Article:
Abstract [en]

    The initial corrosion of a zinc surface exposed to formic acid at various relative humidities has been investigated by in situ infrared reflection-absorption spectroscopy. The major corrosion product observed was zinc formate, as evidenced in particular by the two strong carboxylate stretching vibrations. The importance of the thickness of the water adlayer always covering a metal surface was confirmed by the more rapid corrosion process monitored at higher relative humidities. Nonetheless, significant corrosion rates were observed even at low (25%) relative humidities. The corrosion rate at a given humidity was observed to initially be very fast, followed by slower kinetics at longer exposure times. This indicates a protective ability of the corrosion products formed compared to the initially more reactive fresh zinc surface.

  • 31.
    Johnson, Magnus
    et al.
    KTH, School of Chemical Science and Engineering (CHE), Chemistry, Corrosion Science.
    Leygraf, Christofer
    KTH, School of Chemical Science and Engineering (CHE), Chemistry, Corrosion Science.
    Atmospheric corrosion of zinc by organic constituents II. Reaction routes for zinc-acetate formation2006In: Journal of the Electrochemical Society, ISSN 0013-4651, E-ISSN 1945-7111, Vol. 153, no 12, p. B542-B546Article in journal (Refereed)
    Abstract [en]

    The acetic acid and acetaldehyde-induced atmospheric corrosion of a zinc surface was investigated by in situ infrared reflection-absorption spectroscopy. Independent of the relative humidity, both corrosive gases yielded zinc oxide and zinc acetate as reaction products. However, faster kinetics for the acetate formation was observed for acetic acid, which was attributed to an acetate-induced zinc dissolution mechanism as the rate determining step, and a more complicated reaction path for acetaldehyde to form the zinc-acetate surface species. Additionally, the rate varied significantly with the relative humidity, and an enhanced corrosion rate was observed under more humid conditions, when the water adlayer that always covers a metal surface is thicker. Scanning electron microscopy revealed the formation of radial growth of corrosion products in the case of acetic acid and filiform corrosion for acetaldehyde. By X-ray diffraction of the powderlike corrosion products, solely zinc oxide was detected. This implies a minute production of zinc acetate in comparison to zinc oxide, or a noncrystalline phase of the acetate. Reaction paths for acetic acid and acetaldehyde were proposed.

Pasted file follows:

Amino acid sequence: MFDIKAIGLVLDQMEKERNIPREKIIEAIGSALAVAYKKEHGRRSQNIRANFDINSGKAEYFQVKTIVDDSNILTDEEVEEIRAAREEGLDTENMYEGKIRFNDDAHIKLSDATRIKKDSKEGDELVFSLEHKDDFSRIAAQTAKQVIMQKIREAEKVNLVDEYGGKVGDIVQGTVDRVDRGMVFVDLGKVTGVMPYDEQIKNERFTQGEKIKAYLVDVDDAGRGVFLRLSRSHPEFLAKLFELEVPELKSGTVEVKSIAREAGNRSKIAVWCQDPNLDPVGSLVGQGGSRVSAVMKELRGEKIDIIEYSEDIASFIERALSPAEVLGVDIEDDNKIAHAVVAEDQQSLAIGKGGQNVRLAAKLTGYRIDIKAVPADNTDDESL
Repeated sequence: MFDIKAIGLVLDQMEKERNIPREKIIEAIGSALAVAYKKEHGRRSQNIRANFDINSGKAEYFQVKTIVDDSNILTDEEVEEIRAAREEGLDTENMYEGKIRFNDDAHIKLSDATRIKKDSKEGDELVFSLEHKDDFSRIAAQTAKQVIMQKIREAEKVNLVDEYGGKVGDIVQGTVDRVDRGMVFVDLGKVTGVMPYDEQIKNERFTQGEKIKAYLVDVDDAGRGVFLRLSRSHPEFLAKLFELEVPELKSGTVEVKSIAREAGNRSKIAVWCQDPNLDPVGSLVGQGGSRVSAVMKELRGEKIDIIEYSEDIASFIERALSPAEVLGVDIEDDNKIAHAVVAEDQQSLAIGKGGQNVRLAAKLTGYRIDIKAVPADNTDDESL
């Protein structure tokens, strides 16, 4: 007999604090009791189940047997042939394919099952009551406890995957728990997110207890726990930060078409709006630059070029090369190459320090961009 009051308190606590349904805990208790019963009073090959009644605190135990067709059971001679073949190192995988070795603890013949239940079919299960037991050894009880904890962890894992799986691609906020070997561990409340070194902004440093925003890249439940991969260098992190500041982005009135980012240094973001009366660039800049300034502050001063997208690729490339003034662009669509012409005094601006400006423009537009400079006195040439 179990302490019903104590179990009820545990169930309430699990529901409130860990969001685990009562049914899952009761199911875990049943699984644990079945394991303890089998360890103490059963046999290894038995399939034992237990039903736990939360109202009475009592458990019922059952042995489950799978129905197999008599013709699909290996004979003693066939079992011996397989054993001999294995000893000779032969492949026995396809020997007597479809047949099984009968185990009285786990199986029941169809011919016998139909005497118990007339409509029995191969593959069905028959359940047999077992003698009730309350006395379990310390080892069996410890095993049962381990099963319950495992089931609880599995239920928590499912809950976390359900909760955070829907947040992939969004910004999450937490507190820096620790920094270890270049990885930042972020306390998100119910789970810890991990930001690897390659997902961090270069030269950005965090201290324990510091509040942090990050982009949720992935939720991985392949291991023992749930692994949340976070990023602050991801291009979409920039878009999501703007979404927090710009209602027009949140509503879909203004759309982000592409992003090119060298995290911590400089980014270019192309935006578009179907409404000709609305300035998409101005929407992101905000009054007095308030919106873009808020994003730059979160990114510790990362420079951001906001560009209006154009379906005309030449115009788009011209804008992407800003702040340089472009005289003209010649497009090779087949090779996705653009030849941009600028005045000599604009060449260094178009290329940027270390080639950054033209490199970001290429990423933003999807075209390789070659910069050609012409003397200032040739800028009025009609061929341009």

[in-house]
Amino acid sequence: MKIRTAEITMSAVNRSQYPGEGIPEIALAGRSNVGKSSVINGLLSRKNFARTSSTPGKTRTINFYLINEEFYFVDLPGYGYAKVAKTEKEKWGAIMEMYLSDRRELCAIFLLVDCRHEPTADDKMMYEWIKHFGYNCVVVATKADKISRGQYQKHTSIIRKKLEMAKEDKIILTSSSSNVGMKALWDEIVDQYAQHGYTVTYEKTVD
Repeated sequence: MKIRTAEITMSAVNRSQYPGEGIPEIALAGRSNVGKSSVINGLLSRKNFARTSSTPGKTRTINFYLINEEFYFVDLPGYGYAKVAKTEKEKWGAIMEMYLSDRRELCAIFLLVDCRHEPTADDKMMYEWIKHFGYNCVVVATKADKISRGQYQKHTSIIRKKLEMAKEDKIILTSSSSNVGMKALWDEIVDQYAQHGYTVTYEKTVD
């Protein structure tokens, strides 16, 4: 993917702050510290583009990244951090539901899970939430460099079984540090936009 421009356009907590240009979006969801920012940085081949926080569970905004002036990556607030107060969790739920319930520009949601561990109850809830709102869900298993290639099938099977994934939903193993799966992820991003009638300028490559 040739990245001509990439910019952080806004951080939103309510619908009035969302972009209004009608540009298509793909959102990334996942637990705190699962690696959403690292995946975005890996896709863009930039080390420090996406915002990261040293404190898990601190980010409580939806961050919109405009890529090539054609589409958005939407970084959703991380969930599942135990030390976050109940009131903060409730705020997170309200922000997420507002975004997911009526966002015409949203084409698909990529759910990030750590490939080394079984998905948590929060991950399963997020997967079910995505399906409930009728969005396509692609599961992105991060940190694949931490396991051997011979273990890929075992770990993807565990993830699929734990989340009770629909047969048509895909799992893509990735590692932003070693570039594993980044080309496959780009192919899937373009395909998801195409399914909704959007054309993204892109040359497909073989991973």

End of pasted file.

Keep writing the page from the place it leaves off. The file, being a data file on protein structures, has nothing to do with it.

• 32.
    Johnson, Magnus
    et al.
    KTH, School of Chemical Science and Engineering (CHE), Chemistry, Corrosion Science.
    Tyrode, Eric
    KTH, School of Chemical Science and Engineering (CHE), Chemistry, Surface Chemistry.
    Baldelli, Steve
    Rutland, Mark
    KTH, School of Chemical Science and Engineering (CHE), Chemistry, Surface Chemistry.
    Leygraf, Christofer
    KTH, School of Chemical Science and Engineering (CHE), Chemistry, Corrosion Science.
    A vibrational sum frequency spectroscopy study of the liquid-gas interface of acetic acid-water mixtures: 1: surface speciation2005In: Journal of Physical Chemistry B, ISSN 1520-6106, E-ISSN 1520-5207, Vol. 109, no 1, p. 321-328Article in journal (Refereed)
    Abstract [en]

    Aqueous acetic acid solutions have been studied by vibrational sum frequency spectroscopy (VSFS) in order to acquire molecular information about the liquid-gas interface. The concentration range 0-100% acetic acid has been studied in the CH/OH and the C-O/C=O regions, and in order to clarify peak assignments, experiments with deuterated acetic acid and water have also been performed. Throughout the whole concentration range, the acetic acid is proven to be protonated. It is explicitly shown that the structure of a water surface becomes disrupted even at small additions of acetic acid. Furthermore, the spectral evolution upon increasing the concentration of acetic acid is explained in terms of the different complexes of acetic acid molecules, such as the hydrated monomer, linear dimer, and cyclic dimer. In the C=O region, the hydrated monomer is concluded to give rise to the sum frequency (SF) signal, and in the CH region, the cyclic dimer contributes to the signal as well. The combination of results from the CH/OH and the C-O/C=O regions allows a thorough characterization of the behavior of the acetic acid molecules at the interface to be obtained.